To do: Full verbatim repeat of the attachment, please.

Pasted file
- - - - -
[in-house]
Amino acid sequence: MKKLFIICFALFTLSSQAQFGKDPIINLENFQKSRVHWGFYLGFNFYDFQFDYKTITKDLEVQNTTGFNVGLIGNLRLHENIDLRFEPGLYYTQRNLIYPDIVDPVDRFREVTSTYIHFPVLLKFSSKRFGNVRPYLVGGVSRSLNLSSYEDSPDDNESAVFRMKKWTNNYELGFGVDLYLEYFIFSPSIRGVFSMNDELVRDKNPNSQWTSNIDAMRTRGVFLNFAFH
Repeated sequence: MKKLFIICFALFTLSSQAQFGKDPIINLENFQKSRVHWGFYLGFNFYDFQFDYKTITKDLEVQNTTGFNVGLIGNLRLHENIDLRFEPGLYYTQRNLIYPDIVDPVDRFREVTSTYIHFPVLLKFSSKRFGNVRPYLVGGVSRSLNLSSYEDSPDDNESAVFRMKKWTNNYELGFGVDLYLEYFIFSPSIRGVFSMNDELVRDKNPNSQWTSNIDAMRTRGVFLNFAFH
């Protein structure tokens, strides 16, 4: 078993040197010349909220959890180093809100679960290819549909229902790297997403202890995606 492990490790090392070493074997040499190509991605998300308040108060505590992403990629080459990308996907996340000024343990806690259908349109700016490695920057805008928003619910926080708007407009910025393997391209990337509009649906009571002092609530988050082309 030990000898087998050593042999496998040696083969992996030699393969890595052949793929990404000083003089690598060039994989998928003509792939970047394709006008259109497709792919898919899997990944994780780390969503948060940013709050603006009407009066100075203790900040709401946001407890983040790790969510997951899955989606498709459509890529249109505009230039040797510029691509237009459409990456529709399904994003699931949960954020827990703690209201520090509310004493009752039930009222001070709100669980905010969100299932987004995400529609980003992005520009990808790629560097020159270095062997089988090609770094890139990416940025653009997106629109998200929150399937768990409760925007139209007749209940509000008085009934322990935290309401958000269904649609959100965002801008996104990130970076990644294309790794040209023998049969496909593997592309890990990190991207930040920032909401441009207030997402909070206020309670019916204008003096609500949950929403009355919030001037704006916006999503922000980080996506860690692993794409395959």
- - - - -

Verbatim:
[in-house]
Amino acid sequence: MKKLFIICFALFTLSSQAQFGKDPIINLENFQKSRVHWGFYLGFNFYDFQFDYKTITKDLEVQNTTGFNVGLIGNLRLHENIDLRFEPGLYYTQRNLIYPDIVDPVDRFREVTSTYIHFPVLLKFSSKRFGNVRPYLVGGVSRSLNLSSYEDSPDDNESAVFRMKKWTNNYELGFGVDLYLEYFIFSPSIRGVFSMNDELVRDKNPNSQWTSNIDAMRTRGVFLNFAFH
Repeated sequence: MKKLFIICFALFTLSSQAQFGKDPIINLENFQKSRVHWGFYLGFNFYDFQFDYKTITKDLEVQNTTGFNVGLIGNLRLHENIDLRFEPGLYYTQRNLIYPDIVDPVDRFREVTSTYIHFPVLLKFSSKRFGNVRPYLVGGVSRSLNLSSYEDSPDDNESAVFRMKKWTNNYELGFGVDLYLEYFIFSPSIRGVFSMNDELVRDKNPNSQWTSNIDAMRTRGVFLNFAFH
């Protein structure tokens, strides 16, 4: 078993040197010349909220959890180093809100679960290819549909229902790297997403202890995606 492990490790090392070493074997040499190509991605998300308040108060505590992403990629080459990308996907996340000024343990806690259908349109700016490695920057805008928003619910926080708007407009910025393997391209990337509009649906009571002092609530988050082309 030990000898087998050593042999496998040696083969992996030699393969890595052949793929990404000083003089690598060039994989998928003509792939970047394709006008259109497709792919898919899997990944994780780390969503948060940013709050603006009407009066100075203790900040709401946001407890983040790790969510997951899955989606498709459509890529249109505009230039040797510029691509237009459409990456529709399904994003699931949960954020827990703690209201520090509310004493009752039930009222001070709100669980905010969100299932987004995400529609980003992005520009990808790629560097020159270095062997089988090609770094890139990416940025653009997106629109998200929150399937768990409760925007139209007749209940509000008085009934322990935290309401958000269904649609959100965002801008996104990130970076990644294309790794040209023998049969496909593997592309890990990190991207930040920032909401441009207030997402909070206020309670019916204008003096609500949950929403009355919030001037704006916006999503922000980080996506860690692993794409395959």